News of the Coronavirus pandemic prompted millions to buy guns and ammunition, and the uptick in firearm and ammo sales is dramatic. National Institute for Criminal Background Checks System (NICS) indicate that background checks are up 300 percent over this time last year. The high volume of calls to the BATFE to complete Form 4473 paperwork has caused delays in purchasing. Gun store shelves have been wiped clean, and popular calibers are seemingly absent. But what are people buying? What type of ammunition is being purchased and what types of firearms are most popular? Here’s a closer look.
Many firearm owners are learning the difficult lesson that a gun is only good when you have ammunition. To determine what’s been leaving stores, I turned to Brownell’s Roy Hill. Brownell’s (www.brownells.com) offers a broad range of calibers and loads, so it’s easy to determine which ones are selling best based on the in-stock inventory.
Not surprisingly, defensive handgun ammunition has all but vanished. On March 19, 2020, Brownell’s reported just two 9mm loads left. Today there are none. The story is true for all of the popular self-defense calibers. Reserves of .38 Special, .40 S&W, and .380 ACP are depleted. There are just two .45 ACP loads available and a handful of other rounds like .357 SIG and .32 H&R.
Rifle ammunition seems to be doing better with the exception of 5.56 NATO/.223 Remington, which are also out of stock. While supplies of other cartridges are down, they can still be purchased. Perhaps most surprising to me is that there are still 53 7.62 NATO/.308 Winchester loads available! Hunting calibers like .25-06 Remington and .270 Winchester haven’t been wiped away yet. While your favorite hunting load might not be available right now, there are still options. Will they hold until hunting season? That depends largely on how COVID-19 sorts itself out in the next few weeks — and how buyers react.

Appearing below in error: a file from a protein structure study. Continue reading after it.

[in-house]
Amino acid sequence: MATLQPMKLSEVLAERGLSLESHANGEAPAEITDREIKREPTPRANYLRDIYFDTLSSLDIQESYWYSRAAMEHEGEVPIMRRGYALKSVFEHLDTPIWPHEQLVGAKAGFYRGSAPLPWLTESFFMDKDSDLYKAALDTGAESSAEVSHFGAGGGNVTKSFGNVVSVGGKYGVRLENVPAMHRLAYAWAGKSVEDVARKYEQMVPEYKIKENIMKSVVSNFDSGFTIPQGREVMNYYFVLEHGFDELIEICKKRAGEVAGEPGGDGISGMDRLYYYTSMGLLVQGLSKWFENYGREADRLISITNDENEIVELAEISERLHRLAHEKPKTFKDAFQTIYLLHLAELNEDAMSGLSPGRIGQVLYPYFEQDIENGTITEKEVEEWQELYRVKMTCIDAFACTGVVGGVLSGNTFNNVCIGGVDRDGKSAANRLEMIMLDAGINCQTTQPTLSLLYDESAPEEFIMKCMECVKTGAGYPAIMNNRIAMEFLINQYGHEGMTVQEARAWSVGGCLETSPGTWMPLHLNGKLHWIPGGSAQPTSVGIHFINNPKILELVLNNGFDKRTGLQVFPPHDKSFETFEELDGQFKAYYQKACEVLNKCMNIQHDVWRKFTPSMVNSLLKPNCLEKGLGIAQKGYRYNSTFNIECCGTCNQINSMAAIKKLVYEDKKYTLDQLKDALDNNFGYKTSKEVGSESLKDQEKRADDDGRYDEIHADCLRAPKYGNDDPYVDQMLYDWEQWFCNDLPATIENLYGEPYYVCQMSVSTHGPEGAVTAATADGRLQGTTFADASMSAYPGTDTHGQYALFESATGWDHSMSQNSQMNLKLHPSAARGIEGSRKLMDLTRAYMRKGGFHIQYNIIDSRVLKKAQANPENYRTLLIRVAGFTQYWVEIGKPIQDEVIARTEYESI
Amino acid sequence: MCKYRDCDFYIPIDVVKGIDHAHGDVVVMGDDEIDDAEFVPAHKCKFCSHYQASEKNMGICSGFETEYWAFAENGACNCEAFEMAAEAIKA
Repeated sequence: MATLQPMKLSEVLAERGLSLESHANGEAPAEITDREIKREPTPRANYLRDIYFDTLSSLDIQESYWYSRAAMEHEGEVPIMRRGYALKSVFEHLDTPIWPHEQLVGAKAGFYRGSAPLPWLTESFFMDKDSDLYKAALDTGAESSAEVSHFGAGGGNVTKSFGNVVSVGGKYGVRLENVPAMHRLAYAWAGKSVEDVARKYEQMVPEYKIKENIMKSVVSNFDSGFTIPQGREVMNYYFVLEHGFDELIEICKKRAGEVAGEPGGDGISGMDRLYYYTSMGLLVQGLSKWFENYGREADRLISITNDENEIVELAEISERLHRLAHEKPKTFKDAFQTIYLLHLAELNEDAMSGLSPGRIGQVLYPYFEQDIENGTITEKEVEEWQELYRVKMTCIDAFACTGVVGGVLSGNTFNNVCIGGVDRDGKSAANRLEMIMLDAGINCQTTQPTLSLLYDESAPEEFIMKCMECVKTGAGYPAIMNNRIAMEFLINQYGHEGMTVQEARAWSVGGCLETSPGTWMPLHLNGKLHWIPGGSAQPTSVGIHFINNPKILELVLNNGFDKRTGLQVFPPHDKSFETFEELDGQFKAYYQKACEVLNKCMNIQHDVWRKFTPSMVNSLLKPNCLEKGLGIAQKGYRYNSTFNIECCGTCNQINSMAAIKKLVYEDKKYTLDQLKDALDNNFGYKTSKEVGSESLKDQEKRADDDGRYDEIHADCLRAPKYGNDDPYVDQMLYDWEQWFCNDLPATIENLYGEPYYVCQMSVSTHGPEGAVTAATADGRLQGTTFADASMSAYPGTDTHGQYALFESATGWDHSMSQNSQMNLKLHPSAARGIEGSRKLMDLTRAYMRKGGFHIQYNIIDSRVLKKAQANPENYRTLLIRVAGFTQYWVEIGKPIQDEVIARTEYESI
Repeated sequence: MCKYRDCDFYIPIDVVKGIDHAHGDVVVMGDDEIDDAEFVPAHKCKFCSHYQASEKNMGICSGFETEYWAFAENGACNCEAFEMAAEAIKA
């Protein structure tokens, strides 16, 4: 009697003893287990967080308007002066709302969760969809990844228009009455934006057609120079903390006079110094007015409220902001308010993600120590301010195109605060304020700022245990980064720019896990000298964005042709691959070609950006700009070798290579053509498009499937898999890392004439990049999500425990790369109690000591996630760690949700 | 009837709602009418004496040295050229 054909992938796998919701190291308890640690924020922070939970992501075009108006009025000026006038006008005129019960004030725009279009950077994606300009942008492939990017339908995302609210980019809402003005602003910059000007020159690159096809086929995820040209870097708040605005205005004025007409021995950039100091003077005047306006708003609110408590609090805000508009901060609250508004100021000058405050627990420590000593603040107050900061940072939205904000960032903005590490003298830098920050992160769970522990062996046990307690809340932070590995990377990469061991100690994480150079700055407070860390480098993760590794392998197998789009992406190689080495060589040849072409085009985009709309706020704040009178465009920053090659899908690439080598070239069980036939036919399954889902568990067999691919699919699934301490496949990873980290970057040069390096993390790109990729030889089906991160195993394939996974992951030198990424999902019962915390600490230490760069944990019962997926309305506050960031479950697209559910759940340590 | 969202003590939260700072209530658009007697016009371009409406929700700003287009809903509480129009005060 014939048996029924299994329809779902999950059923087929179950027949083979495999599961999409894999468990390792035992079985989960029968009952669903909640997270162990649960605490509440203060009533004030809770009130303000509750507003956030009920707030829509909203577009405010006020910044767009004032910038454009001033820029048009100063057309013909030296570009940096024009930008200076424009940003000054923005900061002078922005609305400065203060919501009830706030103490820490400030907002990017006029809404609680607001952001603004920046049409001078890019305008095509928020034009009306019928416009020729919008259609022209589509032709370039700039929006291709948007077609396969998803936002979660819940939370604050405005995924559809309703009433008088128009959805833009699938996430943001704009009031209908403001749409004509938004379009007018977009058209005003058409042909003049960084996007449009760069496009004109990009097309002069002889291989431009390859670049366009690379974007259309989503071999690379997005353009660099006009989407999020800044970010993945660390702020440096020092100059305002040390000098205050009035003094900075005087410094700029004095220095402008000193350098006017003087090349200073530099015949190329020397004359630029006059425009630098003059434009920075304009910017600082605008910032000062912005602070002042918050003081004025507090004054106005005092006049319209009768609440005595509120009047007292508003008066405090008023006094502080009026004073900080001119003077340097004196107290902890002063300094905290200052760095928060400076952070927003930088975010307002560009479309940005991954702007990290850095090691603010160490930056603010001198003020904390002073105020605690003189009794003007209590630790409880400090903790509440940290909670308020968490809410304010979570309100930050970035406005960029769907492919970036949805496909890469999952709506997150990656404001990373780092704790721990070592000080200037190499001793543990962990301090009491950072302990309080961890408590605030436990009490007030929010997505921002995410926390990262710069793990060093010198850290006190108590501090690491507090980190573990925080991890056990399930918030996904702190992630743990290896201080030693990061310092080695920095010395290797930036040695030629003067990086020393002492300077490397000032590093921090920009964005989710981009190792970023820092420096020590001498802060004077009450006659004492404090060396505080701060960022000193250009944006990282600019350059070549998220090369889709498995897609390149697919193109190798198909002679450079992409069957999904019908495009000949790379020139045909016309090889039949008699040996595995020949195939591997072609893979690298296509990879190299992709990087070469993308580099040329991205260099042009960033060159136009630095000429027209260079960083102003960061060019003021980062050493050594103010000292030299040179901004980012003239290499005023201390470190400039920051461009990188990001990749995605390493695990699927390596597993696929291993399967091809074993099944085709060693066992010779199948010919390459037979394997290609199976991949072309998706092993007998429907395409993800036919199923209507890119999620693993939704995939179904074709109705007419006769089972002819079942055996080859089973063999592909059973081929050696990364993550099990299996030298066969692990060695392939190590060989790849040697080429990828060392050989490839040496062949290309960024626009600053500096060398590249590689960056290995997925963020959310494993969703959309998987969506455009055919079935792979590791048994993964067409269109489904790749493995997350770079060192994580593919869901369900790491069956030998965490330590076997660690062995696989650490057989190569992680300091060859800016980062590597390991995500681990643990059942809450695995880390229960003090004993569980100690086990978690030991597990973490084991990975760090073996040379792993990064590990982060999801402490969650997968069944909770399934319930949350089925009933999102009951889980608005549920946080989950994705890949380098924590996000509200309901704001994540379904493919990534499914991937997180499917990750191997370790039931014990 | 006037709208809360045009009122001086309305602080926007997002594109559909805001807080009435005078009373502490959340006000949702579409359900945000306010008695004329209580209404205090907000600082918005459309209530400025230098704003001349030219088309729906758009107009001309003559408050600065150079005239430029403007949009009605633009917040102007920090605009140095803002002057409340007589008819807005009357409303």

Rimfire ammunition has remained widely available. The obvious reason is that rimfires are not perhaps the best personal defense guns. It may also be a result of the high volume of rimfire firearm and ammunition sales that already occurred a few years ago and the subsequent lower prices on bulk items. The rimfire market may already be saturated while demand shifts to the personal protection category. Whatever the reason, Brownell’s still lists more than 50 rimfire options as of this writing. Shotgun ammunition was still available, too. As March 23rd, there were 93 different 12-gauge loads in inventory, including everything from trap loads to slugs.
I visited a local gun shop to see if the nationwide trends were matching local buying, and that proved true. At Jeff Steele’s 68 Bait & Tackle in Mount Orab, Ohio, defensive handgun ammunition was gone and supplies of shotgun ammunition were low. Perhaps the most interesting contrast to the national trend was that hunting cartridges were still in high demand here, as well.
“I’ve been selling a bunch of .30-30,” Steele said. “I’ve also been selling stuff like .30-’06 and .308, pretty much everything but the .338s and other big calibers. I guess a lot of people still defend their homes with a .30-30.”
Evidence from Grinnell’s shows the same thing. As of today, there is just one .30-30 load available. Perhaps this hints that .30-30 rifles are more popular defensive weapons than previously thought.
It’s worth noting that the situation is changing quickly. Brownell’s received a shipment of 9mm ammunition shortly after Hill reported the initial numbers for this article, so check back frequently.